In 1684 (or thereabouts), the entire Westies club was almost wiped out in an ill-fated social run across the Lairig Ghru. Or so the story goes. Ask Muffy, she knows. My own experience was less dramatic, but it doesn’t take much to imagine what a sudden change in the weather can do.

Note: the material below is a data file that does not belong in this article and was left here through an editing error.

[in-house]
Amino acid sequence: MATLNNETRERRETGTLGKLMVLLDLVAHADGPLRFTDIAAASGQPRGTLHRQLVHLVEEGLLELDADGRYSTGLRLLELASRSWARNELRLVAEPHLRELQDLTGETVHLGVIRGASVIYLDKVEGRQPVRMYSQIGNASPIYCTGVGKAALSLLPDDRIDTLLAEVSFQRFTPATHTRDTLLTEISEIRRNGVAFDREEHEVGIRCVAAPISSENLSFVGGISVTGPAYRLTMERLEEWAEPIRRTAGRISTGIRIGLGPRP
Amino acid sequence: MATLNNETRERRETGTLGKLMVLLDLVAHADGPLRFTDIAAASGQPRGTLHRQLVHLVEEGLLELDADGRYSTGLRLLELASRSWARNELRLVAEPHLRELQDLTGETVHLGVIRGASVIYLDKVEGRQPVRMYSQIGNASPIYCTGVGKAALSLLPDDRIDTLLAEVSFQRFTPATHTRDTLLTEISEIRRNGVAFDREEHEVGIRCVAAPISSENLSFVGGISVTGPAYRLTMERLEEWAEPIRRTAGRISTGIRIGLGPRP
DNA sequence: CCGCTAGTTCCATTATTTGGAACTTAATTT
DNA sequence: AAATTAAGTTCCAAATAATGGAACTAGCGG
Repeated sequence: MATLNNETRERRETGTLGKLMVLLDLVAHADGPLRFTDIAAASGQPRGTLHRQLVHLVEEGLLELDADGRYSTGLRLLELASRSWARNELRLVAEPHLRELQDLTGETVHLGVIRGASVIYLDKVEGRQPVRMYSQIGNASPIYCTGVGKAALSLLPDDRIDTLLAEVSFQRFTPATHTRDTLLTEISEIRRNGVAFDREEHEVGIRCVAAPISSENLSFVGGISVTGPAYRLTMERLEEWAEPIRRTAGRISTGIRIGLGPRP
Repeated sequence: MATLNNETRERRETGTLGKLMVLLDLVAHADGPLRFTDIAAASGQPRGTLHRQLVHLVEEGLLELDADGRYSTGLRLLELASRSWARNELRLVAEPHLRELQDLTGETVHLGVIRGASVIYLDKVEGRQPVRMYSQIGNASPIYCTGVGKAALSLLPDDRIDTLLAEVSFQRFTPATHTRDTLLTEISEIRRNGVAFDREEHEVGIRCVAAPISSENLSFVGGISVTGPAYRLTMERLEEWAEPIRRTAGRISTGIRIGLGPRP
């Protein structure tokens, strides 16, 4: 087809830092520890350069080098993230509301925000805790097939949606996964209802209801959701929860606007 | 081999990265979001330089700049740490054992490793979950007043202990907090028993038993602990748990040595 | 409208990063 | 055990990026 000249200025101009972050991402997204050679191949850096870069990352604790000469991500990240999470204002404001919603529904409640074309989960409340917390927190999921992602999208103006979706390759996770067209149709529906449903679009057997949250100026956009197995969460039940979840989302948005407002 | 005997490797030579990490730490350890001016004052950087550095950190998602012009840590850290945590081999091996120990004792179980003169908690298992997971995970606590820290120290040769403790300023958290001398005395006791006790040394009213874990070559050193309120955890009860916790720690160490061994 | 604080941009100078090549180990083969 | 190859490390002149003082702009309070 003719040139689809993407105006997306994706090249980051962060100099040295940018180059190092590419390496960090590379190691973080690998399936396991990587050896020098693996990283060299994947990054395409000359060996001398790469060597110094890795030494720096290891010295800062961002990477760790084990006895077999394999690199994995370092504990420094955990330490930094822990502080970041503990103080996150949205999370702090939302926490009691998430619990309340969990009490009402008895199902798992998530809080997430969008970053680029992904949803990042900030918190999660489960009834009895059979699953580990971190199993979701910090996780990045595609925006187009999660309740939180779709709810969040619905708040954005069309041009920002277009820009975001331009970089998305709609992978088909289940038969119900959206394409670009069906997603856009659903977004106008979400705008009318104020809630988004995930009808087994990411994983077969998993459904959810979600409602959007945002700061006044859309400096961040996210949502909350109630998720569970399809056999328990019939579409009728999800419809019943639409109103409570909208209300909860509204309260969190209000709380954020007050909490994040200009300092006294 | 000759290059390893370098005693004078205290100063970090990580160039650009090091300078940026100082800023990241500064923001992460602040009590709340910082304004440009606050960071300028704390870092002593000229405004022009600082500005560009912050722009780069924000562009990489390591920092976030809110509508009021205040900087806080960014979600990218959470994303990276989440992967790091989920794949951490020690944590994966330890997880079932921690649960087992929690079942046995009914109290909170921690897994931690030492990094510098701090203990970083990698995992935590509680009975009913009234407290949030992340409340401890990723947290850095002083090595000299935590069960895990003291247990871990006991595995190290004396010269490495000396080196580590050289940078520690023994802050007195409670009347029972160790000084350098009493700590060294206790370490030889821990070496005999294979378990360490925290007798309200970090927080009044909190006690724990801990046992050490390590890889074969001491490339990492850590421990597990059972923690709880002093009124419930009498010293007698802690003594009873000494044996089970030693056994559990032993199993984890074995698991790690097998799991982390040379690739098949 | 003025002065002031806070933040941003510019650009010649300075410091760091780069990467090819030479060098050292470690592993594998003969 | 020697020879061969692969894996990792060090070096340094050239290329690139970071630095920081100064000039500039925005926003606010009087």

As one of the two remaining “long classics” I had yet to complete, I was determined to enter this one after the cancellation of Slioch. A 43km trail run, with 200 runners pre-entered – most of them looking like road runners up for the next challenge after a flat marathon. The start here is tarmac, followed by a gravel road. All flat for the first hour or so. I’m enjoying the cool breeze and keep up a gentle running pace as we meet up with the Luibeg Burn. More technical running now, and the hills start to loom up on either side. I enjoy a strong spell as the slope slackens, but come to regret it when we meet the boulder field. But everyone is finding going difficult. Boulder hopping, indistinct path, un-runnable by any but the sure foot-est (who have long since disappeared into the distance). Finally, Aviemore appears in the distance, the boulders disperse and the slope points steadily down. I’m picking up places now, finding a rhythm, forest now, an hour to the finish. Only an hour! I can’t resist to check my watch, and my sub-five hour goal is a near certainty. I stop for the last of my water bottle at the road at Coylumbridge. It’s all relentless flat slog from here. A seemingly endless path, turn left at the road (thank you supporters!). I have been pursuing the Man in Red for the past mile, and now catch him. We run together. My yellow vest is my introduction – he has heard of the Westies, and thought about joining. Of course! Why wouldn’t you? Strategic, see? Keep him in conversation, wait for my chance as the final straight approaches. Then, a break in the traffic and I’m away! What little sprint I have left in my legs I give out in the desparate surge for the line. There is another flagging runner to pass, the cheering crowd, but his younger legs trump mine and I’m pipped at the post :-(. Same old story. Still, my watch says 4:35, and I’m more than a little delighted. The remainder of the afternoon is spent in plentiful sunshine, sitting on the grass verge clapping for exhaused finishers, awaiting the gradual bodily recovery and strength to enjoy a bowl of soup before the prize giving and bus back to Braemar. This is a long day: I left home at 6:30am and get back around 11pm. Something to look forward to next year, provided I can work out some better transport arrangements. Let’s hope we can attract some more Westies; this is a fabulous route. A club run, perhaps? – it’s been a while!